"I look forward to having Kelly Ayotte join us in the Senate next year to help defend the Constitution's limitations on federal power and to fight for the fiscal survival of our country," Coburn said in a statement. "She has the experience, the commitment and the integrity to be a strong force for reducing spending, protecting freedom and making government effective yet manageable."
UPDATE: A source inside the Maes campaign tells CNN the embattled Republican nominee has decided to stay in the Colorado governor's race, despite increased pressure today for him to drop out.
(CNN) – Colorado Senate candidate Ken Buck is calling on fellow Republican Dan Maes to quit his bid for governor, the latest in a string of Colorado Republicans calling on the Tea Party favorite to step down before he is officially certified as the party's nominee later Friday.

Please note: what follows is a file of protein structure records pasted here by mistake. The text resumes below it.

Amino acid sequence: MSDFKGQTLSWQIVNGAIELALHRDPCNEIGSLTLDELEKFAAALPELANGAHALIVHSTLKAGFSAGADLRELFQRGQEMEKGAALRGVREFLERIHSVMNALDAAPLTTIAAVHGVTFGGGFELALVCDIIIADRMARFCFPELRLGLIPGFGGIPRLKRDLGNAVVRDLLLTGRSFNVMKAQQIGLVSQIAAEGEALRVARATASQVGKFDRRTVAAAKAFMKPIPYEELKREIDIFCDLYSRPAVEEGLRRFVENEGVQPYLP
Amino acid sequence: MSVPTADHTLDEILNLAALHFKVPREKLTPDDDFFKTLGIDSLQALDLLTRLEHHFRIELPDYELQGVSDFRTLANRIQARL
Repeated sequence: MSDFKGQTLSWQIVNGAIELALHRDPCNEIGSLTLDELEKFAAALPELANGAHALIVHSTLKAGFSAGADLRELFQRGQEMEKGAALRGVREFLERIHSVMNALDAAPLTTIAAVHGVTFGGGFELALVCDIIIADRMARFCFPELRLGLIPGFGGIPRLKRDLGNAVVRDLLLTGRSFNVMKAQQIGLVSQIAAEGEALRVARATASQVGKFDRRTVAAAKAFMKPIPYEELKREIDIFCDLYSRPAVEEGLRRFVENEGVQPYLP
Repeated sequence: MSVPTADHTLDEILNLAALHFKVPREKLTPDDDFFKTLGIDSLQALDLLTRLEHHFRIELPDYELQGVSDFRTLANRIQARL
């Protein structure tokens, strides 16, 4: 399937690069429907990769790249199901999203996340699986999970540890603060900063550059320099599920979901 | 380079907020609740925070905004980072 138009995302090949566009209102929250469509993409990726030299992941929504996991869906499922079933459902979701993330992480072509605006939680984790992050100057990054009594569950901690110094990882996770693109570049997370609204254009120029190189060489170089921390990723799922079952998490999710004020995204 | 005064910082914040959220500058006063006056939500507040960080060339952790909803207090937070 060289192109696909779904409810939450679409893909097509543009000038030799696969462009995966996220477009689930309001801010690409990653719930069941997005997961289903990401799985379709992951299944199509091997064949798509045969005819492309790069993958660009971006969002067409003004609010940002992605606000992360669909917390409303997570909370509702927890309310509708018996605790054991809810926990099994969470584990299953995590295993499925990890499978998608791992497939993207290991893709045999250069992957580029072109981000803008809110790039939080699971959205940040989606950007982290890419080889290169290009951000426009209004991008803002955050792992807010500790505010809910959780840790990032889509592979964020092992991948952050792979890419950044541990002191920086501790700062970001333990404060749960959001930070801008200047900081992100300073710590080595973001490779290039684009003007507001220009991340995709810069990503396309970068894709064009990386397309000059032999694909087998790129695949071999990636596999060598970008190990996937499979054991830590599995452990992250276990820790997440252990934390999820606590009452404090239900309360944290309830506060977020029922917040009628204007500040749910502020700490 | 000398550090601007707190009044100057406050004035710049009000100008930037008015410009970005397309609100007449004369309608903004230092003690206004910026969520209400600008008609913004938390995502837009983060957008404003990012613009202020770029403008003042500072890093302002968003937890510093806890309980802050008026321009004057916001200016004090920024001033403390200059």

"After having a lengthy conversation with Dan Maes, it is clear to me that Dan is struggling to determine the best path for his campaign, his family and for Colorado," said Buck in a statement. "I have decided that I can no longer support his candidacy for governor of Colorado."
Buck's statement comes after revelations Maes had embellished his resume about his business background and accused a Denver bike-sharing program of being an undercover plot orchestrated by the United Nations to advance an environmentalist agenda.
(CNN) -Glenn Beck is scoffing at recent attacks from MSNBC's Keith Olbermann and others after the Fox News host inaccurately told the crowd at his recent Washington, DC rally that he "held" George Washington's handwritten inaugural address.
"I thought it would be a little easier in the speech," Beck told his radio listeners Thursday as he dismissed the most recent liberal attack directed at him.